Monday, September 30, 2013

Lawyers Faking Online Reviews

What do lawyers have in common with a charter bus operator, a teeth-whitening service, a laser hair-removal chain and an adult entertainment club? Gaming online reviews.

Rather than improve the services customers complain of in negative online reviews, businesses go out and get inflated reviews. Until recently, the businesses have gotten away with the fraudulent practice.
As reported by the New York Times’ David Streitfeld (@DavidStreitfeld) New York Attorney General Eric Schneiderman has announced a crackdown on deceptive reviews on the Internet. Agreements were reached with 19 companies guilty of the practice with fines ranging as high as $350,000.
Per Schneiderman:
When you look at a billboard, you can tell it’s a paid advertisement — but on Yelp or Citysearch, you assume you’re reading authentic consumer opinions, making this practice even more deceiving.
Deceptive ratings are no small time business. A 2011 Harvard Study found that a business increasing its Yelp rating by one star can expect a bump in revenue of 5 to 9%.
If it’s not enough to game reviews yourself, the New York Attorney General’s office found reviewers in Bangladesh, the Philippines and Eastern Europe producing raves, for as little as a buck, for companies located in countries the reviewers have never been to.

More disturbing than getting a bad meal as a result of inflated reciews, the investigation, per Streitfeld, uncovered a wide range of services buying fake reviews that could do more permanent damage: dentists, lawyers, even an ultrasound clinic.

Yep, lawyers. And this follows on the heals of Yelp filing suit against a San Diego law firm for allegedly gaming reviews on Yelp.

How pervasive is the practice of lawyers gaming online reviews? I am not sure anyone knows. But despite the practice being illegal and unethical, it has not stopped many lawyers.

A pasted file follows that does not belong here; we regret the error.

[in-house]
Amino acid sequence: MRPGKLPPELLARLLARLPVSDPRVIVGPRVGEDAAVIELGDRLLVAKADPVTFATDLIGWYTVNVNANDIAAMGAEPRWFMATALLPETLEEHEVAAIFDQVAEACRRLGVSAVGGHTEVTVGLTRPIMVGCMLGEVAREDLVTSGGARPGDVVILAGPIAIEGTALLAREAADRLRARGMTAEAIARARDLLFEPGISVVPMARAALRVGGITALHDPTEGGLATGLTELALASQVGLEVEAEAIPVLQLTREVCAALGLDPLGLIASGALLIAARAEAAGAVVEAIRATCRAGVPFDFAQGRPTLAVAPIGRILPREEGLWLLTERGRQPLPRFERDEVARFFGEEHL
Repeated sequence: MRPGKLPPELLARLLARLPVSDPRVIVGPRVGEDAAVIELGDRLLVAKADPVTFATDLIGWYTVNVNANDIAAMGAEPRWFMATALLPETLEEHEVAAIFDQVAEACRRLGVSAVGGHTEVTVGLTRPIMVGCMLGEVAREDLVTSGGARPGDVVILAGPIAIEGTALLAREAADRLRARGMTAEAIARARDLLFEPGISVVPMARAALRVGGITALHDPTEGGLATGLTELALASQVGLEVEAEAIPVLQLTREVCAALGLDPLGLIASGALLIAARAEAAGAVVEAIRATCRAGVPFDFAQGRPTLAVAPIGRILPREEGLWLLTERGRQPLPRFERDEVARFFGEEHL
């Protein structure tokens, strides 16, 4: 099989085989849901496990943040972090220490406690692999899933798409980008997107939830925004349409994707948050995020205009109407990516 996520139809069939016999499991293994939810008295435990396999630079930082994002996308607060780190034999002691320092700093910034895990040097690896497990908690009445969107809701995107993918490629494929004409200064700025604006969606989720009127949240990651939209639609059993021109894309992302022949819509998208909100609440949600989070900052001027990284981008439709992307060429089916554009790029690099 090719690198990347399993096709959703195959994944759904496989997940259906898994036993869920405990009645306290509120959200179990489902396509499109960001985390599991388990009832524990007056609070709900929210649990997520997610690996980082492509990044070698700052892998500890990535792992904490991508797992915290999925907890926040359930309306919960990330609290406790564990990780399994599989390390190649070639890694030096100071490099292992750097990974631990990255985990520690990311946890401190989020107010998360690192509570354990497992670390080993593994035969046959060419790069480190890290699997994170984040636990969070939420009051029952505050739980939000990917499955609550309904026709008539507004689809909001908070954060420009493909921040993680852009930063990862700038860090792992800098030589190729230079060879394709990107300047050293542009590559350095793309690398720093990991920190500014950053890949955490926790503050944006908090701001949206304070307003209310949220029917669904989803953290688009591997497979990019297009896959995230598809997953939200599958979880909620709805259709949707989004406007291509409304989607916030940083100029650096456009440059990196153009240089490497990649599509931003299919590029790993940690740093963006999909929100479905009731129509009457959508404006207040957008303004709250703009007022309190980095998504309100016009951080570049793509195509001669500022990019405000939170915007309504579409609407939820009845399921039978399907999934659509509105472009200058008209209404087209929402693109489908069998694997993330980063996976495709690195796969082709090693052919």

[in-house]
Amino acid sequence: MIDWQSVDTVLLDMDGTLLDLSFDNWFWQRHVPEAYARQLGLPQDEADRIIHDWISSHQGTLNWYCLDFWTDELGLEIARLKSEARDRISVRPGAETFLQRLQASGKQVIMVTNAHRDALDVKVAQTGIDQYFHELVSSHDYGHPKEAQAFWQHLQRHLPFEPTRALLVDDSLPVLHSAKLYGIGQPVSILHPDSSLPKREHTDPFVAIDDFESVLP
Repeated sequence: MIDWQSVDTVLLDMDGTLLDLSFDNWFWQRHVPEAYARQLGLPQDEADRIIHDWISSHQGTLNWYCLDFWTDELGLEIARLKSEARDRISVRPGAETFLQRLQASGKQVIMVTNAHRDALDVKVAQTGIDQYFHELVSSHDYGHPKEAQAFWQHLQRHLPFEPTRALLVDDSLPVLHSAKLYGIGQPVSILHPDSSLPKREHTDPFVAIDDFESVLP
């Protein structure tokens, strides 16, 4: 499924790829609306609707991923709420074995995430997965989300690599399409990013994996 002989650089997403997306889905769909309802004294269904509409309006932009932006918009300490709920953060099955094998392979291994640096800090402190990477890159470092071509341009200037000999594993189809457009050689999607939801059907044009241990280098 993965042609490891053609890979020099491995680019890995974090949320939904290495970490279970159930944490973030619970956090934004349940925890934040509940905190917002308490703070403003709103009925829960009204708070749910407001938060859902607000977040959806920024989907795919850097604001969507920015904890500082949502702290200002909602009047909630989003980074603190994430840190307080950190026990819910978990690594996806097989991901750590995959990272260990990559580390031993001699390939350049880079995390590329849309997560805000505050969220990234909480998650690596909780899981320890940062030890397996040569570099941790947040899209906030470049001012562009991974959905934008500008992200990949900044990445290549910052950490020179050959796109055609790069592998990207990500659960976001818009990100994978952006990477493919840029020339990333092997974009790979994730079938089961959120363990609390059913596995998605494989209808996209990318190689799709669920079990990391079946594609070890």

I have received countless requests from lawyers asking me to give them a favorable online review. In not one of the cases was I familiar with the lawyer’s practice or the quality of the legal services they delivered.

In the early days of lawyer online ratings services, I saw regular discussions on listservs where lawyers discussed getting reviews and ratings from each other. These lawyers were across the country from each other and I suspect knew nothing more about each other than that they seemed like pretty good guys on a listserv.

We now have one-click LinkedIn endorsements which LinkedIn created to get more interaction on the site. Every day, my gut tells me, hundreds, if not thousands, of lawyer endorsements are made by fellow lawyers and other people who don’t have the basis to make the endorsement.
I can see charter bus operators, SEO companies, teeth whitening services, and adult entertainment clubs gaming online reviews. Heck, you’d almost expect it.

But lawyers? It’s sad. But with what I have seen from lawyers in their attempt to get work via the Internet, maybe I should bot be surprised.

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